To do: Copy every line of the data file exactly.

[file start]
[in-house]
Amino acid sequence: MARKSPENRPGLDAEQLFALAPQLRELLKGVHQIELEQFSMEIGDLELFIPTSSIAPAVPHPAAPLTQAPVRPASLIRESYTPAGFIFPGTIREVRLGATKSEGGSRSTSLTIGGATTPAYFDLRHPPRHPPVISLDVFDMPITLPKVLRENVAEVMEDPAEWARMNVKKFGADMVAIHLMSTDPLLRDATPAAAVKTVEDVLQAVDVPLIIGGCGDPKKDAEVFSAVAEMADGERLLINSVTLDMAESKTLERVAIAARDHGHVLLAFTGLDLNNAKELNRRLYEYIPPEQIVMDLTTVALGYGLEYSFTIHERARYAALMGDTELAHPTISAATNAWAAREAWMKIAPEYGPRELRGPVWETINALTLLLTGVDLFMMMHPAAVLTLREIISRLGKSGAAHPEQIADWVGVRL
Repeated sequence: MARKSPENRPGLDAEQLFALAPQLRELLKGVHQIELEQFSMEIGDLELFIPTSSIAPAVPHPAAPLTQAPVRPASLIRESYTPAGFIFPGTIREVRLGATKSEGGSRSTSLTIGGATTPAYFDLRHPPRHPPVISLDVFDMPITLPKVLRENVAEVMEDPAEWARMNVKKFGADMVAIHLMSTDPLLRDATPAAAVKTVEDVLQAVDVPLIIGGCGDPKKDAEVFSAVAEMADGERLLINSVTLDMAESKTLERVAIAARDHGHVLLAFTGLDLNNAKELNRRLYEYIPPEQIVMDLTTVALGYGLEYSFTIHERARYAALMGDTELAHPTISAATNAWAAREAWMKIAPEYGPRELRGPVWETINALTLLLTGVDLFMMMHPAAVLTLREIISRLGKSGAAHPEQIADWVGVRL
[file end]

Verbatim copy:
[in-house]
Amino acid sequence: MARKSPENRPGLDAEQLFALAPQLRELLKGVHQIELEQFSMEIGDLELFIPTSSIAPAVPHPAAPLTQAPVRPASLIRESYTPAGFIFPGTIREVRLGATKSEGGSRSTSLTIGGATTPAYFDLRHPPRHPPVISLDVFDMPITLPKVLRENVAEVMEDPAEWARMNVKKFGADMVAIHLMSTDPLLRDATPAAAVKTVEDVLQAVDVPLIIGGCGDPKKDAEVFSAVAEMADGERLLINSVTLDMAESKTLERVAIAARDHGHVLLAFTGLDLNNAKELNRRLYEYIPPEQIVMDLTTVALGYGLEYSFTIHERARYAALMGDTELAHPTISAATNAWAAREAWMKIAPEYGPRELRGPVWETINALTLLLTGVDLFMMMHPAAVLTLREIISRLGKSGAAHPEQIADWVGVRL
Repeated sequence: MARKSPENRPGLDAEQLFALAPQLRELLKGVHQIELEQFSMEIGDLELFIPTSSIAPAVPHPAAPLTQAPVRPASLIRESYTPAGFIFPGTIREVRLGATKSEGGSRSTSLTIGGATTPAYFDLRHPPRHPPVISLDVFDMPITLPKVLRENVAEVMEDPAEWARMNVKKFGADMVAIHLMSTDPLLRDATPAAAVKTVEDVLQAVDVPLIIGGCGDPKKDAEVFSAVAEMADGERLLINSVTLDMAESKTLERVAIAARDHGHVLLAFTGLDLNNAKELNRRLYEYIPPEQIVMDLTTVALGYGLEYSFTIHERARYAALMGDTELAHPTISAATNAWAAREAWMKIAPEYGPRELRGPVWETINALTLLLTGVDLFMMMHPAAVLTLREIISRLGKSGAAHPEQIADWVGVRL